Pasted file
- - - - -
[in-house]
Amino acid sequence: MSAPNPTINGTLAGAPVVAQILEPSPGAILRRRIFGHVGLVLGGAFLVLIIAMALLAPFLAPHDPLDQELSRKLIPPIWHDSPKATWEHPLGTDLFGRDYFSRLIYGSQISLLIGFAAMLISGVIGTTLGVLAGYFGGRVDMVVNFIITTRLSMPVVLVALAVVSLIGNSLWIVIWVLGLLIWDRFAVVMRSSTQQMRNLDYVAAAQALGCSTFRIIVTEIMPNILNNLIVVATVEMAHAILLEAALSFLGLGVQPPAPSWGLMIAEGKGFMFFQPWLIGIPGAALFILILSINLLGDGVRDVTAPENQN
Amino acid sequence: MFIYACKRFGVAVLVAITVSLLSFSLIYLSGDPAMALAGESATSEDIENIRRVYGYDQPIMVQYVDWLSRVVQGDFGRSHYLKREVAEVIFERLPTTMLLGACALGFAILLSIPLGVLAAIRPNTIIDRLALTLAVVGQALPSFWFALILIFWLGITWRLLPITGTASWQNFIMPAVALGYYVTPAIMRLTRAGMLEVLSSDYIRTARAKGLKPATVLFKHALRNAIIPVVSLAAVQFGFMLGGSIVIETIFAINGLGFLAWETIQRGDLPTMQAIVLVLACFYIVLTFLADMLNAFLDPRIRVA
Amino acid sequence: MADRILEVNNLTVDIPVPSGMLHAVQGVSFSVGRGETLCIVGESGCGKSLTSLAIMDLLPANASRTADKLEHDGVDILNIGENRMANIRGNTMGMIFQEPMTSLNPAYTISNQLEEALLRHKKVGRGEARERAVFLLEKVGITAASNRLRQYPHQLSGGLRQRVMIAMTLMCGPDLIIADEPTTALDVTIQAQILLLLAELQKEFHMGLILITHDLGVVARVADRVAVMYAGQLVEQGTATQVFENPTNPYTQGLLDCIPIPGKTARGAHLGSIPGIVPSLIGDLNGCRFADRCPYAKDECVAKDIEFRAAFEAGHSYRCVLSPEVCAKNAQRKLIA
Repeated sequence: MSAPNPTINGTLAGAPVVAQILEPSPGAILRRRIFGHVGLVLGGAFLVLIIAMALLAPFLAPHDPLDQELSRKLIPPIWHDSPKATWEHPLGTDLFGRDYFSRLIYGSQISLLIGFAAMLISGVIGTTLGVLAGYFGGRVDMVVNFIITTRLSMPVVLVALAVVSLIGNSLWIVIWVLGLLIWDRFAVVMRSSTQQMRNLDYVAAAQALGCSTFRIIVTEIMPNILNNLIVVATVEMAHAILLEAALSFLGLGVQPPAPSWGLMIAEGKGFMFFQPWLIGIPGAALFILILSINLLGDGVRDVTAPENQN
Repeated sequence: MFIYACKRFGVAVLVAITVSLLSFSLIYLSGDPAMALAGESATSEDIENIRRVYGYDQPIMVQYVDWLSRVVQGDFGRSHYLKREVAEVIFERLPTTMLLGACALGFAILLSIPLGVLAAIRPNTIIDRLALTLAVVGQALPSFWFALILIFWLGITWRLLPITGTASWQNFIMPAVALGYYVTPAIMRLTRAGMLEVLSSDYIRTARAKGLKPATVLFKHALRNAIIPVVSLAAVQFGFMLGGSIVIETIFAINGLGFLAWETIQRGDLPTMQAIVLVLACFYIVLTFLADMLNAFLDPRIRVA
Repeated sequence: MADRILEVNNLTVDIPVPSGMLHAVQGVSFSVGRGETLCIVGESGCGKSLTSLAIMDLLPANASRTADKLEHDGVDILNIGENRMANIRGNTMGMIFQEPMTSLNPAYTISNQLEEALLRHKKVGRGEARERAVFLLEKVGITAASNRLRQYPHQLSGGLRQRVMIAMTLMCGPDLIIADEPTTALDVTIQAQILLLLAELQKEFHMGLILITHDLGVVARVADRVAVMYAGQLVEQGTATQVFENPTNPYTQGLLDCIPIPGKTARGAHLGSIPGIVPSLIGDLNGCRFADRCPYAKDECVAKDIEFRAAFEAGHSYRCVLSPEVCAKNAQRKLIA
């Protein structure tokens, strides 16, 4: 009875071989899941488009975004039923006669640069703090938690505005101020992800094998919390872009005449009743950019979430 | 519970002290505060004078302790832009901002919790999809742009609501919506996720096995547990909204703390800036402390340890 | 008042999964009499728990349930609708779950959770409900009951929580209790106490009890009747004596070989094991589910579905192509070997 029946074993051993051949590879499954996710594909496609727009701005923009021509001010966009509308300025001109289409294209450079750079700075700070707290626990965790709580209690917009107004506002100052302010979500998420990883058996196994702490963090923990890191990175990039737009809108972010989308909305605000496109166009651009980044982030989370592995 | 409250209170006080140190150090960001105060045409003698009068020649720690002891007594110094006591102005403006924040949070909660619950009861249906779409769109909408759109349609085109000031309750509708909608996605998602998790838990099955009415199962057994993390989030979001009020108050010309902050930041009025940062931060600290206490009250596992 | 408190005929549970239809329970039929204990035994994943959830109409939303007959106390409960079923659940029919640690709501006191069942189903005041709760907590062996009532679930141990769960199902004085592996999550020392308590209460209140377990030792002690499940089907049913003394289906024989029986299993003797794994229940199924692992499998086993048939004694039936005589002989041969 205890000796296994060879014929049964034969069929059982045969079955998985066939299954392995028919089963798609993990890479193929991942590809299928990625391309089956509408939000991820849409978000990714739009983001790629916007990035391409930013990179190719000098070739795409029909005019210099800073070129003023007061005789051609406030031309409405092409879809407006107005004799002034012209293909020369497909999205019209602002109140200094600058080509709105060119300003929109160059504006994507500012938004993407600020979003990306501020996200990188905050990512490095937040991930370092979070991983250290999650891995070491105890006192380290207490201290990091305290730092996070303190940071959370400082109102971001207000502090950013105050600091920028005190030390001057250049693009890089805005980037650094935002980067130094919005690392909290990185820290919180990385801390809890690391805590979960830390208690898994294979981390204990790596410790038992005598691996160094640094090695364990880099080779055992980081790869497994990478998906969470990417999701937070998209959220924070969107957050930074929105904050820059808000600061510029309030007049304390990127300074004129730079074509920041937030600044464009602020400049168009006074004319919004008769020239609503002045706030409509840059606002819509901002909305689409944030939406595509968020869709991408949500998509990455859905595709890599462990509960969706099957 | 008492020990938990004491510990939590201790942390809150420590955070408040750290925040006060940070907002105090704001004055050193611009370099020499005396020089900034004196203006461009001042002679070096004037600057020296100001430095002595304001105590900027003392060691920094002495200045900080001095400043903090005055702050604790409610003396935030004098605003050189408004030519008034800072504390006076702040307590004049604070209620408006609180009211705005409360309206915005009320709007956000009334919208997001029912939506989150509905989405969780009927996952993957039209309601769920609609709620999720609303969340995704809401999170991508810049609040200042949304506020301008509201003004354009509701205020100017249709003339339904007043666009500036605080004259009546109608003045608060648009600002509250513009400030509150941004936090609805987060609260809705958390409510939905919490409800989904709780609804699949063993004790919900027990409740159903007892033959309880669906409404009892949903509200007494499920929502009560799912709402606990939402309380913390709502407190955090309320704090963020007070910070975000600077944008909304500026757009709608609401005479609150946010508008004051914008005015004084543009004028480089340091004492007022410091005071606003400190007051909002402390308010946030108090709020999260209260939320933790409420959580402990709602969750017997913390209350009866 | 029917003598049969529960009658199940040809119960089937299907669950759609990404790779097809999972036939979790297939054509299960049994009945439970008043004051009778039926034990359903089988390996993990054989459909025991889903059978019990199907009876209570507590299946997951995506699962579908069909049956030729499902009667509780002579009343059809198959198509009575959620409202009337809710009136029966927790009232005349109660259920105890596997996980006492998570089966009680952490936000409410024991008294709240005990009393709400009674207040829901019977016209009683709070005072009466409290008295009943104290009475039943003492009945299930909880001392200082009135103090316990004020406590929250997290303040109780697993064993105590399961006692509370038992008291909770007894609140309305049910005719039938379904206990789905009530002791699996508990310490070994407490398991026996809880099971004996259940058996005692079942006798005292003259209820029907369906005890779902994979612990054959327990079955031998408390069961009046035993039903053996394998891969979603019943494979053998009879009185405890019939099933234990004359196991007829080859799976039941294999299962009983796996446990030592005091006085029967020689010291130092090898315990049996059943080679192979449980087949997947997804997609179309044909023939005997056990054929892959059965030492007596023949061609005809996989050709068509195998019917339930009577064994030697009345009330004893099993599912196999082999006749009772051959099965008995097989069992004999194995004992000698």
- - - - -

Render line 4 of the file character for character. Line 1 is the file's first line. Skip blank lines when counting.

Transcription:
Amino acid sequence: MADRILEVNNLTVDIPVPSGMLHAVQGVSFSVGRGETLCIVGESGCGKSLTSLAIMDLLPANASRTADKLEHDGVDILNIGENRMANIRGNTMGMIFQEPMTSLNPAYTISNQLEEALLRHKKVGRGEARERAVFLLEKVGITAASNRLRQYPHQLSGGLRQRVMIAMTLMCGPDLIIADEPTTALDVTIQAQILLLLAELQKEFHMGLILITHDLGVVARVADRVAVMYAGQLVEQGTATQVFENPTNPYTQGLLDCIPIPGKTARGAHLGSIPGIVPSLIGDLNGCRFADRCPYAKDECVAKDIEFRAAFEAGHSYRCVLSPEVCAKNAQRKLIA